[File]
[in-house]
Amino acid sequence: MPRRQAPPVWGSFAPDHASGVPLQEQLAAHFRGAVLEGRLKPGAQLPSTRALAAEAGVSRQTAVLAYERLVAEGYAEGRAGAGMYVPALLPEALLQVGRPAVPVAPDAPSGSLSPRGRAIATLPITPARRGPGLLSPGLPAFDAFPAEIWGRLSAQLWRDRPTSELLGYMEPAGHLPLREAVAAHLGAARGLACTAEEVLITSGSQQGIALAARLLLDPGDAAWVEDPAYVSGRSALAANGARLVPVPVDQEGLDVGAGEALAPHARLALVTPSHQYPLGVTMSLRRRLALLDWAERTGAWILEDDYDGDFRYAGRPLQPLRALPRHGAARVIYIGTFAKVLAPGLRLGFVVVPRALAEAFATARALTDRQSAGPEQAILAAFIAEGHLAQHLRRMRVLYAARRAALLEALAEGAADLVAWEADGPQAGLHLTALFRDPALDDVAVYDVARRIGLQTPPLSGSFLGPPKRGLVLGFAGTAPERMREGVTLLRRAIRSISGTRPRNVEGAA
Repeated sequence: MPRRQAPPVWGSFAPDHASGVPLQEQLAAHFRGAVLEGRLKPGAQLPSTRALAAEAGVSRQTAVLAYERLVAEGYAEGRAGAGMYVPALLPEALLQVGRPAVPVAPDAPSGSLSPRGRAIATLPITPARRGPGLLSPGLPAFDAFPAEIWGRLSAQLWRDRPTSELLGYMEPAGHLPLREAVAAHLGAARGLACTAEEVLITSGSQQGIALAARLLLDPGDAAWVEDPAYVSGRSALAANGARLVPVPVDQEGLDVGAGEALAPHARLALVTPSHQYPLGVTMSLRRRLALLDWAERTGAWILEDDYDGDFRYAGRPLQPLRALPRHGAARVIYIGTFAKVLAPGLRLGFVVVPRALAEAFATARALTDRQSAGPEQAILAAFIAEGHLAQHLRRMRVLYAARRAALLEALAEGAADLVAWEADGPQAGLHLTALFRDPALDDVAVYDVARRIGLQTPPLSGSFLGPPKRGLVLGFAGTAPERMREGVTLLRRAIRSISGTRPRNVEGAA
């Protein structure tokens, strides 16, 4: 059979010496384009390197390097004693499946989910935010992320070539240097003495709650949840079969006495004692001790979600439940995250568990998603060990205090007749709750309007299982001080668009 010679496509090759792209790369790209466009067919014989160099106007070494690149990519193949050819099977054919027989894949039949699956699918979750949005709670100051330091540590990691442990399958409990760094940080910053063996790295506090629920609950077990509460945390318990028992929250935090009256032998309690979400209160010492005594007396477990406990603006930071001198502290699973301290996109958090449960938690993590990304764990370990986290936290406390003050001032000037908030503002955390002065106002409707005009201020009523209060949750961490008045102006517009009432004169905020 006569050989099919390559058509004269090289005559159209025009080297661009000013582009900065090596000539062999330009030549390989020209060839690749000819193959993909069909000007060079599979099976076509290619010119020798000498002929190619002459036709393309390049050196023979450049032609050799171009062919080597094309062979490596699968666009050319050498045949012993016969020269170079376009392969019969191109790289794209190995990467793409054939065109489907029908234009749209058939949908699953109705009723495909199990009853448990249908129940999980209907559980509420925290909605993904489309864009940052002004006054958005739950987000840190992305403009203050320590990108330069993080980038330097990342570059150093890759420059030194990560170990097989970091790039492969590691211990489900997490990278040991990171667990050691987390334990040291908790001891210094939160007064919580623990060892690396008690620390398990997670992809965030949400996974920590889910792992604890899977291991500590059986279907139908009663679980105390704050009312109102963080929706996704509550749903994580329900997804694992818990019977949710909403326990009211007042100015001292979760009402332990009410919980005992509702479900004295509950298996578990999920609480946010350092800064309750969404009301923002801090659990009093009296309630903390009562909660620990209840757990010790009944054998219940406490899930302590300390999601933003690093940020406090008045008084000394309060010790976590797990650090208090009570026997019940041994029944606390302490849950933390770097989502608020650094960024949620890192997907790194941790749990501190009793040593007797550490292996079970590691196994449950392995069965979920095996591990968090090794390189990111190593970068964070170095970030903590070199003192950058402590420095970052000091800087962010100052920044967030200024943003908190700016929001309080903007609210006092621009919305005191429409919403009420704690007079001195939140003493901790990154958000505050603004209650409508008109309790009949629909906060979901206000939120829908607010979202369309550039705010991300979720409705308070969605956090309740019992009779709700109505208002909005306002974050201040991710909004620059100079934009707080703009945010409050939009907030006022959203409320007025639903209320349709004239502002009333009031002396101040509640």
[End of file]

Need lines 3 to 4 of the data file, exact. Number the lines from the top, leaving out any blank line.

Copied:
Repeated sequence: MPRRQAPPVWGSFAPDHASGVPLQEQLAAHFRGAVLEGRLKPGAQLPSTRALAAEAGVSRQTAVLAYERLVAEGYAEGRAGAGMYVPALLPEALLQVGRPAVPVAPDAPSGSLSPRGRAIATLPITPARRGPGLLSPGLPAFDAFPAEIWGRLSAQLWRDRPTSELLGYMEPAGHLPLREAVAAHLGAARGLACTAEEVLITSGSQQGIALAARLLLDPGDAAWVEDPAYVSGRSALAANGARLVPVPVDQEGLDVGAGEALAPHARLALVTPSHQYPLGVTMSLRRRLALLDWAERTGAWILEDDYDGDFRYAGRPLQPLRALPRHGAARVIYIGTFAKVLAPGLRLGFVVVPRALAEAFATARALTDRQSAGPEQAILAAFIAEGHLAQHLRRMRVLYAARRAALLEALAEGAADLVAWEADGPQAGLHLTALFRDPALDDVAVYDVARRIGLQTPPLSGSFLGPPKRGLVLGFAGTAPERMREGVTLLRRAIRSISGTRPRNVEGAA
């Protein structure tokens, strides 16, 4: 059979010496384009390197390097004693499946989910935010992320070539240097003495709650949840079969006495004692001790979600439940995250568990998603060990205090007749709750309007299982001080668009 010679496509090759792209790369790209466009067919014989160099106007070494690149990519193949050819099977054919027989894949039949699956699918979750949005709670100051330091540590990691442990399958409990760094940080910053063996790295506090629920609950077990509460945390318990028992929250935090009256032998309690979400209160010492005594007396477990406990603006930071001198502290699973301290996109958090449960938690993590990304764990370990986290936290406390003050001032000037908030503002955390002065106002409707005009201020009523209060949750961490008045102006517009009432004169905020 006569050989099919390559058509004269090289005559159209025009080297661009000013582009900065090596000539062999330009030549390989020209060839690749000819193959993909069909000007060079599979099976076509290619010119020798000498002929190619002459036709393309390049050196023979450049032609050799171009062919080597094309062979490596699968666009050319050498045949012993016969020269170079376009392969019969191109790289794209190995990467793409054939065109489907029908234009749209058939949908699953109705009723495909199990009853448990249908129940999980209907559980509420925290909605993904489309864009940052002004006054958005739950987000840190992305403009203050320590990108330069993080980038330097990342570059150093890759420059030194990560170990097989970091790039492969590691211990489900997490990278040991990171667990050691987390334990040291908790001891210094939160007064919580623990060892690396008690620390398990997670992809965030949400996974920590889910792992604890899977291991500590059986279907139908009663679980105390704050009312109102963080929706996704509550749903994580329900997804694992818990019977949710909403326990009211007042100015001292979760009402332990009410919980005992509702479900004295509950298996578990999920609480946010350092800064309750969404009301923002801090659990009093009296309630903390009562909660620990209840757990010790009944054998219940406490899930302590300390999601933003690093940020406090008045008084000394309060010790976590797990650090208090009570026997019940041994029944606390302490849950933390770097989502608020650094960024949620890192997907790194941790749990501190009793040593007797550490292996079970590691196994449950392995069965979920095996591990968090090794390189990111190593970068964070170095970030903590070199003192950058402590420095970052000091800087962010100052920044967030200024943003908190700016929001309080903007609210006092621009919305005191429409919403009420704690007079001195939140003493901790990154958000505050603004209650409508008109309790009949629909906060979901206000939120829908607010979202369309550039705010991300979720409705308070969605956090309740019992009779709700109505208002909005306002974050201040991710909004620059100079934009707080703009945010409050939009907030006022959203409320007025639903209320349709004239502002009333009031002396101040509640």